"The Shock of the Old: Welcome to the Elderly Age" by Fred Pearce, New Scientist, 8 April 2010.
Mature Students are a pain in the neck. Long ago, I was a postgrad demonstrator in a Friday afternoon mineralogy lab You could count on the regular students tearing through the work and being gone by 3pm. Not the mature students. They asked question after question - it was worse - far worse, than a PhD viva. At 6pm when the lab officially ended, you had to prize their eyes of the microscopes and chase them out the door.
There's going to be a lot more of them. Worldwide, the human race is having less children, and living longer. Countries like Japan lead the charge, but the rest of the first world will follow. Even countries like China won't be far behind. The economic and social impact of this change will be far reaching, perhaps the most significant change of the 21st century.
It's also probably the change Universities are best prepared for. Many campuses teem with life after the day students go home, as the second shift, evening students, pour in.
As ever, economics drives change where ideologies cannot. As the conventional 'college age' market has reached near saturation in the first world, universities seeking growth went for mature students. They are also seen as a cash cow. Where day students are often state funded or supported (in Europe), evening and mature students are typically fee paying, or, better yet, employer funded.. The older audience are in many ways easier pickings. They are more likely to be geographically tied by houses, jobs and children schools. This makes them less mobile, so it's much easier for a University to dominate it's physically local market. Their children might be able to travel and study anywhere, but they need somewhere close to the office.
The sheer scale of them will change the shape of Universities. Instead of having them looked after by an Adult and Continuing Education unit tucked away in a distant office, you might think of them as the core business and imagine a Day Student unit looking after the now unusual requirements of full time, first time, young adult students. The strange timetables designed on the assumption that students will be on the premises 5 days a week in ever shorter, seasonal terms will finally have to be let go.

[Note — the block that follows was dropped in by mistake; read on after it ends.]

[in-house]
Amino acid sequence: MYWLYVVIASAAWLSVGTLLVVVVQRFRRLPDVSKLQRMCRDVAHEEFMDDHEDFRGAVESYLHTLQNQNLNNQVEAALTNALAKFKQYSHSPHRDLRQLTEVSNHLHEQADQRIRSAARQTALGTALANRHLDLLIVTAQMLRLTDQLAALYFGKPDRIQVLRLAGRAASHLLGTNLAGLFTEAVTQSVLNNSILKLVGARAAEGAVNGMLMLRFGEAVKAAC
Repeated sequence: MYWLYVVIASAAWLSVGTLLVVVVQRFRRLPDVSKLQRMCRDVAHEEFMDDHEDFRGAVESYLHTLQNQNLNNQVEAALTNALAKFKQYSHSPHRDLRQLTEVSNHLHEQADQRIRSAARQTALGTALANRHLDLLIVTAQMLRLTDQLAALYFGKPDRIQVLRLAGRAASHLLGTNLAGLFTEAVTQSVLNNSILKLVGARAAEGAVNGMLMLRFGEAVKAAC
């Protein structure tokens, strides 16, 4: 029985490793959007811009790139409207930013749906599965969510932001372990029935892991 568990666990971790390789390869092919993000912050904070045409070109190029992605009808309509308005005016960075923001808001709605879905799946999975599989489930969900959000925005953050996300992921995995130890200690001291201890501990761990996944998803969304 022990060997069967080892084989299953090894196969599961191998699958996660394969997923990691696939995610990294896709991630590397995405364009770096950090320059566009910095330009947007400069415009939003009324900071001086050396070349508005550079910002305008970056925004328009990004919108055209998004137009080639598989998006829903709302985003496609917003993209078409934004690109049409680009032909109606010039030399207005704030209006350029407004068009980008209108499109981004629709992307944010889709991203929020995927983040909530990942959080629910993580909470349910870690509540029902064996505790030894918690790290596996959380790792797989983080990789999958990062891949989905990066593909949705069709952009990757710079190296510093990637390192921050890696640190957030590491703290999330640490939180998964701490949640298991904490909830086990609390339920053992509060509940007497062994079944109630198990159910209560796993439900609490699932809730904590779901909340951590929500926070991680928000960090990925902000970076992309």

Adults with jobs and children will want to pick of modules here and there over years, not put their lives on hold for several years to complete a degree sized chunk at a full time pace. Universities will need to look towards marketing individual modules, often tailored for local industries, rather than selling degree sized packages. In many cases, the adult learners already have degrees, and don't want another - they just want to learn a specific skill.
They won't be much interested much in the social side of University life. Where a first time student is interested in building the network of friends they will carry through their lives, or finding a spouse, mature students mostly have all that sorted out. They'll be pleased to meet new people, sure, but it's not going to be a big thing for them. Conventional student life can expect to wither and die unless it can reach out to the mature students.
Finally, older students learn differently. They are more outcomes focused, and don't suffer fools gladly. They know what time in class costs, both in money, and lost family time, and want to get the best out of it. Having worked in professional environments, they'll expect higher standards than the 18-26 years olds will, and they won't be afraid to speak their mind if they aren't getting what they are paying for. That might well be the biggest change of all.